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Last pushed: 7 months ago
Short Description
iPXE server bootstrapped with preseeded Ubuntu/memtest/...
Full Description


Repository to bootstrap a PXE server easily. Get in a few steps a working setup to boot over network.

It's flexible and programmed modularly. It's easy to use it with existing setups.


  • dhcp proxy support
    • You can install this in addition to your existing DHCP Server without conflict.
  • iPXE for native clients
  • iPXE via chainloading for older clients
    • This supports downloading the kernel images via HTTP (way faster than TFTP)
  • Fully customizable
  • installable via docker

Software used

  • dnsmasq (tftp, dhcp proxy)
  • nfs-kernel-server (NFS Server)
  • nginx
  • iPXE and syslinux packages


For easy installation, execute

# install dnsmasq or something else

as root. This might seem spooky, but it only does:

  • install the system images into the current git-repo
  • adding /etc/dnsmasq.d/pixieboot
  • adding /etc/exports.d/pixieboot
  • restart of dnsmasq and nfs-kernel-server


PARAMETER can be of:

system-install   Install and configure
config-write     Write (or update) PXE configuration file
integrate        Configure system-services to use pixieboot for PXE-boot

If PARAMETER is omitted, will do everything (integration, install the systems, write config)

Folder structure

<dt>integrations</dt><dd>scripts to integrate services to use pixieboot</dd>
<dt>recipes</dt><dd>the actual scripts, installing the systems</dd>
<dt>systems</dt><dd>filesystem-roots of all bootable systems</dd>

Modular system

The system is kept fully modular. You can easily add new bootable
systems or use another TFTP/DHCP server combination.

Adding another system

For adding a new system, you have to create a new so-called recipe.
The recipe is a script, containing information for downloading,
installing and configuring a new system-chroot.

This recipe should be stored inside the recipes folder and respond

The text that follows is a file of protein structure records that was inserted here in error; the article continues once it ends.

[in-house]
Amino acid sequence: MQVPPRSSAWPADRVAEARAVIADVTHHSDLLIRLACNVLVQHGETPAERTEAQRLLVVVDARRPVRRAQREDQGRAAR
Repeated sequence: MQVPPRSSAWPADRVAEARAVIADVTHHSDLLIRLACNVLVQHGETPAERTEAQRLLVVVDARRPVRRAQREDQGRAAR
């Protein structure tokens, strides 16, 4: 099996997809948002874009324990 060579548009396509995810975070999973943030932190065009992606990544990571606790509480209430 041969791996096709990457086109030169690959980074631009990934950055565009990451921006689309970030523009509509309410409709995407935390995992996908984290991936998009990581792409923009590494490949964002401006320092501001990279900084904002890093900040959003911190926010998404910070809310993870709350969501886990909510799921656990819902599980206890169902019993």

to the parameters install or config.

Executed with the config-parameter it should print on STDOUT
its configuration to put into PXELINUX config.

Executed with the install-parameter it should install its system
into folder of given environment-variable $BASE_SYSTEMS/$DISTRO_NAME.
Your recipe should not execute anything if the system seems to be
installed already. If it's not installed properly, a manual remove by
the user should be neccessary.

I could write 1000s of words here. But it might now be the best for you,
to look at the recipes-folder and look, what these scripts do there.
Most of the work, for adding new recipes, is just copy and paste.

Using different TFTP or DHCP Servers

  1. Create a new integration file:
    1. Add an executable file to integrations/
    2. The file should integrate pixieboot into the software configuration.
    3. Subsequent calls of this file should not emit bad configuration files.
    4. Available environment-variables are listed in
  2. Change in the value of INTEGRATIONS_ENABLED to include your
    new integration.
  3. Execute ./ integrate.


You have to use the docker host-network, as DHCP is not usable via port-forwarding.

Also define the env-variable NFSHOST to match your local IP-Address. Additionally,
you must not run a service on port 80, 67 or 53 on your host system.

docker run \
  -h pixieboot \
  --name pixieboot \
  --net=host \
  --detach \
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